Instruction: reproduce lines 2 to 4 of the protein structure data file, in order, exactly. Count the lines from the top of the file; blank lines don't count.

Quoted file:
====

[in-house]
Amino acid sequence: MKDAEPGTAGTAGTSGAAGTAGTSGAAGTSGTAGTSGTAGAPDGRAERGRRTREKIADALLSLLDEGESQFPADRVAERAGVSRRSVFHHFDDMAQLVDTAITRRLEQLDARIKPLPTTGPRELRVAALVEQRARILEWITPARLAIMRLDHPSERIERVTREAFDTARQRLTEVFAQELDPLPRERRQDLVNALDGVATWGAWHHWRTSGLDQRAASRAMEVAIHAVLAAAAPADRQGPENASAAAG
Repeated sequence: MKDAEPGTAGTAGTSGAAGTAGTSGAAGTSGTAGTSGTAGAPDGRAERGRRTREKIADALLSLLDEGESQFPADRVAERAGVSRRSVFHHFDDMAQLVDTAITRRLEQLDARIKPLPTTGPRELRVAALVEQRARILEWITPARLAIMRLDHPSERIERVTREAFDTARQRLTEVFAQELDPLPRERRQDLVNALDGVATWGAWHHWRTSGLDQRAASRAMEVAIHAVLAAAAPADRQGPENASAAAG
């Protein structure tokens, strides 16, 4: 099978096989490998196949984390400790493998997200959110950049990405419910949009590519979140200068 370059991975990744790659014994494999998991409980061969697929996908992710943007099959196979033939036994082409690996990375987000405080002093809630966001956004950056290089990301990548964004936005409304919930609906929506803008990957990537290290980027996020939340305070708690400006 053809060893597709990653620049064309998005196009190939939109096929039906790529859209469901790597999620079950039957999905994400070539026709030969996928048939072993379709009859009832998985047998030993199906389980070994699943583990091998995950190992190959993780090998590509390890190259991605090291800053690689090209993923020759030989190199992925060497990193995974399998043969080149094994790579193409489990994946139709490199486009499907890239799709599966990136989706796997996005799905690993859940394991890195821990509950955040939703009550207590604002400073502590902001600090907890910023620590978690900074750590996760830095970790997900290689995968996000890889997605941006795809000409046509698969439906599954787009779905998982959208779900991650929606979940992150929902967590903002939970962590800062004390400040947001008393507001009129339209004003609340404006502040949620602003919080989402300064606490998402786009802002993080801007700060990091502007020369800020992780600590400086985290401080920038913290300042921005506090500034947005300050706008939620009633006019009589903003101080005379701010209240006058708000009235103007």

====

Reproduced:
Amino acid sequence: MKDAEPGTAGTAGTSGAAGTAGTSGAAGTSGTAGTSGTAGAPDGRAERGRRTREKIADALLSLLDEGESQFPADRVAERAGVSRRSVFHHFDDMAQLVDTAITRRLEQLDARIKPLPTTGPRELRVAALVEQRARILEWITPARLAIMRLDHPSERIERVTREAFDTARQRLTEVFAQELDPLPRERRQDLVNALDGVATWGAWHHWRTSGLDQRAASRAMEVAIHAVLAAAAPADRQGPENASAAAG
Repeated sequence: MKDAEPGTAGTAGTSGAAGTAGTSGAAGTSGTAGTSGTAGAPDGRAERGRRTREKIADALLSLLDEGESQFPADRVAERAGVSRRSVFHHFDDMAQLVDTAITRRLEQLDARIKPLPTTGPRELRVAALVEQRARILEWITPARLAIMRLDHPSERIERVTREAFDTARQRLTEVFAQELDPLPRERRQDLVNALDGVATWGAWHHWRTSGLDQRAASRAMEVAIHAVLAAAAPADRQGPENASAAAG
């Protein structure tokens, strides 16, 4: 099978096989490998196949984390400790493998997200959110950049990405419910949009590519979140200068 370059991975990744790659014994494999998991409980061969697929996908992710943007099959196979033939036994082409690996990375987000405080002093809630966001956004950056290089990301990548964004936005409304919930609906929506803008990957990537290290980027996020939340305070708690400006 053809060893597709990653620049064309998005196009190939939109096929039906790529859209469901790597999620079950039957999905994400070539026709030969996928048939072993379709009859009832998985047998030993199906389980070994699943583990091998995950190992190959993780090998590509390890190259991605090291800053690689090209993923020759030989190199992925060497990193995974399998043969080149094994790579193409489990994946139709490199486009499907890239799709599966990136989706796997996005799905690993859940394991890195821990509950955040939703009550207590604002400073502590902001600090907890910023620590978690900074750590996760830095970790997900290689995968996000890889997605941006795809000409046509698969439906599954787009779905998982959208779900991650929606979940992150929902967590903002939970962590800062004390400040947001008393507001009129339209004003609340404006502040949620602003919080989402300064606490998402786009802002993080801007700060990091502007020369800020992780600590400086985290401080920038913290300042921005506090500034947005300050706008939620009633006019009589903003101080005379701010209240006058708000009235103007």